Tag Archives: Old Town Historic Park

getting close to the 2015 garden tour

Native Plants Live Here Sign_WEB

This weekend I had a chance to revisit five of the twenty gardens that will be on the 2015 Garden Native Tour on March 28-29. One cool sighting was the new CNPS sign that features a monarch butterfly feasting on native milkweed.

The gardens were looking nice now, and should be great at the end of the month for the tour. Here are a few great details:

A compact, long-established garden at a condominium, with large, mature shrubs and lots of dappled sunlight…a step into a bright woodland…

Winter blooms on the Howard McMinn manzanita
Winter blooms on the Howard McMinn manzanita

The sheltered woodsy plants beneath a dark-trunked Howard McMinn manzanita
The sheltered woodsy plants beneath a dark-trunked Howard McMinn manzanita

Tasty strawberry on a native strawberry--a bright green groundcover that supplies you with treats while you're weeding...
Tasty strawberry on a native strawberry–a bright green groundcover that supplies you with treats while you’re weeding…

The interpretive native plant landscape at Old Town San Diego State Historical Park–The site will serve as one of the sign-in points on the tour weekend.

The historic McCoy House on the edge of the Old Town native plant landscape
The historic McCoy House on the edge of the Old Town native plant landscape
White yarrow against the white picket fence in front of the McCoy house--what a cool planting idea!
White yarrow against the white picket fence in front of the McCoy house–what a cool planting idea!
Lupines at their peak in Old Town
Lupines at their peak in Old Town
Fuchsia-flowered gooseberry, in crazy bloom at the Old Town landscape
Fuchsia-flowered gooseberry, in crazy bloom at the Old Town landscape

…and some random great ideas…

A delicate planting of our humble ranunculus, R. californica
A delicate planting of our humble native ranunculus, R. californica
A gloriously wild, unmowed "lawn" of sedges
A gloriously wild, unmowed “lawn” of sedges
A bright yellow yarrow selection planted on the edge of a rain-permeable driveway
A bright yellow yarrow selection planted on the edge of a rain-permeable driveway

I have too many things going on this month, but–hey–this will have to be one of them!

two saturdays

A couple hours of community service: Sounds a little like a sentence handed down by a judge, but it was actually how I spent some of last Saturday. I’ve posted earlier about the native plant garden at Old Town State Historic Park. That trip I was walking the paths and enjoying garden.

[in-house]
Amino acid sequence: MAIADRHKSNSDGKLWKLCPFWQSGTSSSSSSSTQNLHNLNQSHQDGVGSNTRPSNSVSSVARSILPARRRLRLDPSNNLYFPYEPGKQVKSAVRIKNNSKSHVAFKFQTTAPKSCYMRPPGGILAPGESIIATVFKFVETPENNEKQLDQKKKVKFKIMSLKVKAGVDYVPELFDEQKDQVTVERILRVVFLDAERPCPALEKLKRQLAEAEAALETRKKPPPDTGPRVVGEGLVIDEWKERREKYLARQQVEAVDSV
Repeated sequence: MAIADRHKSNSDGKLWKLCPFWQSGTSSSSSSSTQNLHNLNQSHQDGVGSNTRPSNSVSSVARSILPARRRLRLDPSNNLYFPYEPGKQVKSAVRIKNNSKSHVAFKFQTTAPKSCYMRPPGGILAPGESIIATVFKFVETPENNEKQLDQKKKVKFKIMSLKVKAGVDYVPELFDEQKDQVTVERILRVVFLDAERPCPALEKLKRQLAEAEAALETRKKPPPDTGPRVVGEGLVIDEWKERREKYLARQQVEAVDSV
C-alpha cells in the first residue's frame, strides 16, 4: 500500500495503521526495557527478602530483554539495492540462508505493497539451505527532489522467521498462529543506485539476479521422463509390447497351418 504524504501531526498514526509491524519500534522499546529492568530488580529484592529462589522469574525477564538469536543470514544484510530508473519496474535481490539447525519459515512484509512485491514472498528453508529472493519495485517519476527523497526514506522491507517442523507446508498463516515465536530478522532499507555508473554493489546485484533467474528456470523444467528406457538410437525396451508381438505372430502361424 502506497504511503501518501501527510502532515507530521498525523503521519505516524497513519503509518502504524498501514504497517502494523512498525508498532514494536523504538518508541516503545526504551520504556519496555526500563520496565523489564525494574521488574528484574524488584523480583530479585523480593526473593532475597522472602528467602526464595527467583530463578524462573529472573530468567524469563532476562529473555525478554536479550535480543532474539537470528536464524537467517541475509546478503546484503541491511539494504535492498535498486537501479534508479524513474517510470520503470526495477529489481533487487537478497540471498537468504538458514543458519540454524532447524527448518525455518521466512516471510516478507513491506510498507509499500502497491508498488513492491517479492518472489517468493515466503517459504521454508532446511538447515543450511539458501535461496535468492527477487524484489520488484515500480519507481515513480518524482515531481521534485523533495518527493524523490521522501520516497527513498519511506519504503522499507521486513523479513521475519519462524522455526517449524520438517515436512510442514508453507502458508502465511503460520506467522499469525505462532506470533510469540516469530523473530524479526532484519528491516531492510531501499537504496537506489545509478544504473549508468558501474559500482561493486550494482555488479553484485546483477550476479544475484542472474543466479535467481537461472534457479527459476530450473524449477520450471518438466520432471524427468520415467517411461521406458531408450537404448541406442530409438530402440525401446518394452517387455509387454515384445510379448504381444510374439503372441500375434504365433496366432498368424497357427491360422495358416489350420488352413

But this time I was a volunteer helping maintain this interesting young garden. Much of the time I was squatted down in the dirt pulling up little palm trees. If you live in another part of the world you might think that pulling up palm trees is a bizarre thing to do. But palm seedlings are a very real weed around here, especially when there are still actively fruiting palms nearby, and when there’s still an active seedbank left from one of the palms that was removed to make way for the garden.




In just one month since my last visit, the number of flowers had diminished as we head into our long brown season when many plants approach dormancy. There were some splashy clarkia flowers remaining, as well as this mallow from the Channel Islands.

There were other weeds to pull at, and the day ended with a quick pruning demonstration and a demonstration on one way to maintain deer grass (Muhlenbergia rigens). With this big, dramatic grass you can let the stems go brown–which is an easy-maintenance approach to this plant. Or you can reach down on each of the old flowering stems, feel for a joint a couple inches above the base of the plant, and pull. muhlenbergia-rigensIf you find the node, the stem yanks out without much resistance. It’s not a chore you can do easily while wearing thick gloves, and without gloves you’ve likely to shred your hands. Fortunately this a grass that looks stately and architectural whether or not you pull the dried stems. We left most of the plants as they were.

After just two hours of tidying the garden looked even better and ready for the dry months ahead.

Jump ahead one week…


Even though June is typically one of our dry months, today was cool and drizzly as John and I headed for the Master Gardener’s plant sale at Balboa Park.


We parked near the park’s jumbo Moreton Bay fig (Ficus macrophylla). It’s an amazing plant, but like many figs, it’s not a good choice if you’re concerned about keeping your home’s foundation intact. I was appreciative of having the park, a great publicly-funded shared space, where you can go to enjoy spectacular plants that don’t make sense to plant in most home spaces.


Rain or shine, the people make a trail to this plant sale. This is half an hour before the sale, with all these brave souls standing in the heavy mist waiting to get first crack at this year’s offerings.


…and this is during the first few minutes of the sale.

Some highlights this year were bromeliads from Balboa Park’s propagation program–big plants for the price of a Happy Meal–and an entire table of different salvias. As thrilled as I am with the genus salvia, I resisted the temptations. No space in the garden is no space in the garden.